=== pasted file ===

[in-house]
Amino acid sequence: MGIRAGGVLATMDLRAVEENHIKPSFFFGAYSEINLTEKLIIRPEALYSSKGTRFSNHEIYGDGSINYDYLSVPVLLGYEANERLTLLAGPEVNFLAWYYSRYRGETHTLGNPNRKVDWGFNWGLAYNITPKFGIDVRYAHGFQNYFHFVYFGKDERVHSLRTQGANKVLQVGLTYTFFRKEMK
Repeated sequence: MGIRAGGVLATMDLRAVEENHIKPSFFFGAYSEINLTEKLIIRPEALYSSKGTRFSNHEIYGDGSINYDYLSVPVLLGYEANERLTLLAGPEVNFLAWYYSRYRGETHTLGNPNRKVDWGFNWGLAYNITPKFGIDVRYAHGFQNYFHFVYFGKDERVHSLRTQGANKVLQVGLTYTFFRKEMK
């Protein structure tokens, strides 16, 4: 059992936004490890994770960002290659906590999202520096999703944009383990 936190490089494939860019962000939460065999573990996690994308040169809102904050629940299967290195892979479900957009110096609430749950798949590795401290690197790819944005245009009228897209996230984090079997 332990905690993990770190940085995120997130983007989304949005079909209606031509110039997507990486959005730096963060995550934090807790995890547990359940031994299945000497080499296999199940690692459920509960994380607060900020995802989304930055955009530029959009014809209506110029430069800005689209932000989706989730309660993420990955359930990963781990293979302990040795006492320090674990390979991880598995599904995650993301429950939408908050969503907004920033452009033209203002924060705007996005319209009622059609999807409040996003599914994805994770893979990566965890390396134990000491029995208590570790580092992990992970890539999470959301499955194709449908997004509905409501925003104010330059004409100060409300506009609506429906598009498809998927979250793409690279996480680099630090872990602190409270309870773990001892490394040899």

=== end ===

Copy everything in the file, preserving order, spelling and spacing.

[in-house]
Amino acid sequence: MGIRAGGVLATMDLRAVEENHIKPSFFFGAYSEINLTEKLIIRPEALYSSKGTRFSNHEIYGDGSINYDYLSVPVLLGYEANERLTLLAGPEVNFLAWYYSRYRGETHTLGNPNRKVDWGFNWGLAYNITPKFGIDVRYAHGFQNYFHFVYFGKDERVHSLRTQGANKVLQVGLTYTFFRKEMK
Repeated sequence: MGIRAGGVLATMDLRAVEENHIKPSFFFGAYSEINLTEKLIIRPEALYSSKGTRFSNHEIYGDGSINYDYLSVPVLLGYEANERLTLLAGPEVNFLAWYYSRYRGETHTLGNPNRKVDWGFNWGLAYNITPKFGIDVRYAHGFQNYFHFVYFGKDERVHSLRTQGANKVLQVGLTYTFFRKEMK
């Protein structure tokens, strides 16, 4: 059992936004490890994770960002290659906590999202520096999703944009383990 936190490089494939860019962000939460065999573990996690994308040169809102904050629940299967290195892979479900957009110096609430749950798949590795401290690197790819944005245009009228897209996230984090079997 332990905690993990770190940085995120997130983007989304949005079909209606031509110039997507990486959005730096963060995550934090807790995890547990359940031994299945000497080499296999199940690692459920509960994380607060900020995802989304930055955009530029959009014809209506110029430069800005689209932000989706989730309660993420990955359930990963781990293979302990040795006492320090674990390979991880598995599904995650993301429950939408908050969503907004920033452009033209203002924060705007996005319209009622059609999807409040996003599914994805994770893979990566965890390396134990000491029995208590570790580092992990992970890539999470959301499955194709449908997004509905409501925003104010330059004409100060409300506009609506429906598009498809998927979250793409690279996480680099630090872990602190409270309870773990001892490394040899």